Varroa mites (Varroa destructor) are parasitic mites that, combined with other factors, are contributing to high levels of honey bee (Apis mellifera) colony losses. A Varroa-active dsRNA was recently developed to control Varroa mites within honey bee brood cells. This dsRNA has 372 base pairs that are homologous to a sequence region within the Varroa mite calmodulin gene (cam). The Varroa-active dsRNA also shares a 21-base pair match with monarch butterfly (Danaus plexippus) calmodulin mRNA, raising the possibility of non-target effects if there is environmental exposure. We chronically exposed the entire monarch larval stage to common (Asclepias syriaca) and tropical (Asclepias curassavica) milkweed leaves treated with concentrations of Varroa-active dsRNA that are one- and ten-fold higher than those used to treat honey bee hives. This corresponded to concentrations of 0.025-0.041 and 0.211-0.282 mg/g leaf, respectively. Potassium arsenate and a previously designed monarch-active dsRNA with a 100% base pair match to the monarch v-ATPase A mRNA (leaf concentration was 0.020-0.034 mg/g) were used as positive controls. The Varroa mite and monarch-active dsRNA's did not cause significant differences in larval mortality, larval or pupal development, pupal weights, or adult eclosion rates when compared to negative controls. Irrespective of control or dsRNA treatment, larvae that consumed approximately 7500 to 10,500-mg milkweed leaf within 10 to 12 days had the highest pupal weights. The lack of mortality and sublethal effects following dietary exposure to dsRNA with 21-base pair and 100% base pair match to mRNAs that correspond to regulatory genes suggest monarch mRNA may be refractory to silencing by dsRNA or monarch dsRNase may degrade dsRNA to a concentration that is insufficient to silence mRNA signaling.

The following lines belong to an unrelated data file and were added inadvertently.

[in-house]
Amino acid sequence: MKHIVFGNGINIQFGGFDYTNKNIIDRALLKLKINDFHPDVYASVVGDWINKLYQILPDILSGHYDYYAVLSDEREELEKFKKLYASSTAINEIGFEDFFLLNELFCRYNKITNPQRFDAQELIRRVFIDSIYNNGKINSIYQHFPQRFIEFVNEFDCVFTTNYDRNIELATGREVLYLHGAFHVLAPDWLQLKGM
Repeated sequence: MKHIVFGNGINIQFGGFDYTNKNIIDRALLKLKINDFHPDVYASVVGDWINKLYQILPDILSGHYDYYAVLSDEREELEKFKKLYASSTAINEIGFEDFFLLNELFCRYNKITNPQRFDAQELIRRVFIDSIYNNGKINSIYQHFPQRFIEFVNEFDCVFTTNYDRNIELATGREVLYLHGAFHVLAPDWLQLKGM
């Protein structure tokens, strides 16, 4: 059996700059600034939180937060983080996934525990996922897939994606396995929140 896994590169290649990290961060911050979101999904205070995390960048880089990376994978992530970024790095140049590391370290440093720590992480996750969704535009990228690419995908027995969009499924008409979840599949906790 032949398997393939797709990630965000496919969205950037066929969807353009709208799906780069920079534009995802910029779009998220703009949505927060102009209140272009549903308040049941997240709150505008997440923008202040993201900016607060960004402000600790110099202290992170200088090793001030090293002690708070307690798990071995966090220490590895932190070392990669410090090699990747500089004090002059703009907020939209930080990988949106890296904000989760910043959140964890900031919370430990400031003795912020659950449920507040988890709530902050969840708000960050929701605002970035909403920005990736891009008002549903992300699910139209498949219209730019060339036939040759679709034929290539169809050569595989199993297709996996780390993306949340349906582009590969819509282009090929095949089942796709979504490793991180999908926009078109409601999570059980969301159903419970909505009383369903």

Biological Sciences


This research was supported in part by the U.S. Department of Agriculture (USDA), Agricultural Research Service.

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02 Jun 2021